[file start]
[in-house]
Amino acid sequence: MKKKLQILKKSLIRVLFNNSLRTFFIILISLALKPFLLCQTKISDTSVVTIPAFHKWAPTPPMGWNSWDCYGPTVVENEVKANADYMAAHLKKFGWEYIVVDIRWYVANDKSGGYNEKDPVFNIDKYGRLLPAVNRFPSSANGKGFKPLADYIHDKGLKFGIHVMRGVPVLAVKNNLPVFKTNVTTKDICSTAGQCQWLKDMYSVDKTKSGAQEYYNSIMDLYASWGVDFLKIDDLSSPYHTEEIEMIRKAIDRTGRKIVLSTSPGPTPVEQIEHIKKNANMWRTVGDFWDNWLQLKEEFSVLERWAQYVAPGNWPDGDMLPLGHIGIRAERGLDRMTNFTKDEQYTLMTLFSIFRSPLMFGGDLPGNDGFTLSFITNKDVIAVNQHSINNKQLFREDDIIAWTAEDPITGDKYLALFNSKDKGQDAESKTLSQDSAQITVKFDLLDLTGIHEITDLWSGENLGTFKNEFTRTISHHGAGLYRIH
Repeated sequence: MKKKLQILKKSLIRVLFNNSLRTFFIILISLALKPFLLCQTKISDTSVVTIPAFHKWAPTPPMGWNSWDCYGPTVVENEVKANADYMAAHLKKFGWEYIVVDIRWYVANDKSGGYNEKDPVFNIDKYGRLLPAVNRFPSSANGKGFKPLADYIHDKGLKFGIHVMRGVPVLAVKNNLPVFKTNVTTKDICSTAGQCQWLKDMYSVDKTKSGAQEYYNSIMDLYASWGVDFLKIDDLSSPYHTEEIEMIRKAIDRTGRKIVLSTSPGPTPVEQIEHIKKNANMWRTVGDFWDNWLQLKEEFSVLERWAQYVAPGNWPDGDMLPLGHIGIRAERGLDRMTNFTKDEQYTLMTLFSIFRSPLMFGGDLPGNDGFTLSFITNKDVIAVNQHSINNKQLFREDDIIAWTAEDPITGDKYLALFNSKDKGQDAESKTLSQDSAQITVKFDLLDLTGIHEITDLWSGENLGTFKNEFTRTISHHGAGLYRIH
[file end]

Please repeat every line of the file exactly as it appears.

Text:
[in-house]
Amino acid sequence: MKKKLQILKKSLIRVLFNNSLRTFFIILISLALKPFLLCQTKISDTSVVTIPAFHKWAPTPPMGWNSWDCYGPTVVENEVKANADYMAAHLKKFGWEYIVVDIRWYVANDKSGGYNEKDPVFNIDKYGRLLPAVNRFPSSANGKGFKPLADYIHDKGLKFGIHVMRGVPVLAVKNNLPVFKTNVTTKDICSTAGQCQWLKDMYSVDKTKSGAQEYYNSIMDLYASWGVDFLKIDDLSSPYHTEEIEMIRKAIDRTGRKIVLSTSPGPTPVEQIEHIKKNANMWRTVGDFWDNWLQLKEEFSVLERWAQYVAPGNWPDGDMLPLGHIGIRAERGLDRMTNFTKDEQYTLMTLFSIFRSPLMFGGDLPGNDGFTLSFITNKDVIAVNQHSINNKQLFREDDIIAWTAEDPITGDKYLALFNSKDKGQDAESKTLSQDSAQITVKFDLLDLTGIHEITDLWSGENLGTFKNEFTRTISHHGAGLYRIH
Repeated sequence: MKKKLQILKKSLIRVLFNNSLRTFFIILISLALKPFLLCQTKISDTSVVTIPAFHKWAPTPPMGWNSWDCYGPTVVENEVKANADYMAAHLKKFGWEYIVVDIRWYVANDKSGGYNEKDPVFNIDKYGRLLPAVNRFPSSANGKGFKPLADYIHDKGLKFGIHVMRGVPVLAVKNNLPVFKTNVTTKDICSTAGQCQWLKDMYSVDKTKSGAQEYYNSIMDLYASWGVDFLKIDDLSSPYHTEEIEMIRKAIDRTGRKIVLSTSPGPTPVEQIEHIKKNANMWRTVGDFWDNWLQLKEEFSVLERWAQYVAPGNWPDGDMLPLGHIGIRAERGLDRMTNFTKDEQYTLMTLFSIFRSPLMFGGDLPGNDGFTLSFITNKDVIAVNQHSINNKQLFREDDIIAWTAEDPITGDKYLALFNSKDKGQDAESKTLSQDSAQITVKFDLLDLTGIHEITDLWSGENLGTFKNEFTRTISHHGAGLYRIH